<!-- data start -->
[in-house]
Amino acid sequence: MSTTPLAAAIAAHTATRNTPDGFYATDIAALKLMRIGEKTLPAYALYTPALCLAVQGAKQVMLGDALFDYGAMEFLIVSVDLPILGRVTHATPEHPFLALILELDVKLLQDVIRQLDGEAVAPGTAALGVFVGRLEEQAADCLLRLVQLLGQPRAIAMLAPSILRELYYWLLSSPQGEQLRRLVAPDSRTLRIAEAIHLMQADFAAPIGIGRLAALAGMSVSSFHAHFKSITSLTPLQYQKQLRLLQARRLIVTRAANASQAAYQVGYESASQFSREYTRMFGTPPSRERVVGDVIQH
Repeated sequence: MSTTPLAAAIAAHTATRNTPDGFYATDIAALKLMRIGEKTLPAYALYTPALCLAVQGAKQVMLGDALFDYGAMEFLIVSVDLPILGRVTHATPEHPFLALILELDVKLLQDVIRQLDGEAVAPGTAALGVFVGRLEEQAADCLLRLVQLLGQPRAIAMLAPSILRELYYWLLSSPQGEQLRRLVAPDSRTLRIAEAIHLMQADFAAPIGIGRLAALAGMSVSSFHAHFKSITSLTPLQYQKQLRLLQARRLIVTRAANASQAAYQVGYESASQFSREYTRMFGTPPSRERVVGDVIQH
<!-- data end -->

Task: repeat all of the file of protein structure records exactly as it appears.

[in-house]
Amino acid sequence: MSTTPLAAAIAAHTATRNTPDGFYATDIAALKLMRIGEKTLPAYALYTPALCLAVQGAKQVMLGDALFDYGAMEFLIVSVDLPILGRVTHATPEHPFLALILELDVKLLQDVIRQLDGEAVAPGTAALGVFVGRLEEQAADCLLRLVQLLGQPRAIAMLAPSILRELYYWLLSSPQGEQLRRLVAPDSRTLRIAEAIHLMQADFAAPIGIGRLAALAGMSVSSFHAHFKSITSLTPLQYQKQLRLLQARRLIVTRAANASQAAYQVGYESASQFSREYTRMFGTPPSRERVVGDVIQH
Repeated sequence: MSTTPLAAAIAAHTATRNTPDGFYATDIAALKLMRIGEKTLPAYALYTPALCLAVQGAKQVMLGDALFDYGAMEFLIVSVDLPILGRVTHATPEHPFLALILELDVKLLQDVIRQLDGEAVAPGTAALGVFVGRLEEQAADCLLRLVQLLGQPRAIAMLAPSILRELYYWLLSSPQGEQLRRLVAPDSRTLRIAEAIHLMQADFAAPIGIGRLAALAGMSVSSFHAHFKSITSLTPLQYQKQLRLLQARRLIVTRAANASQAAYQVGYESASQFSREYTRMFGTPPSRERVVGDVIQH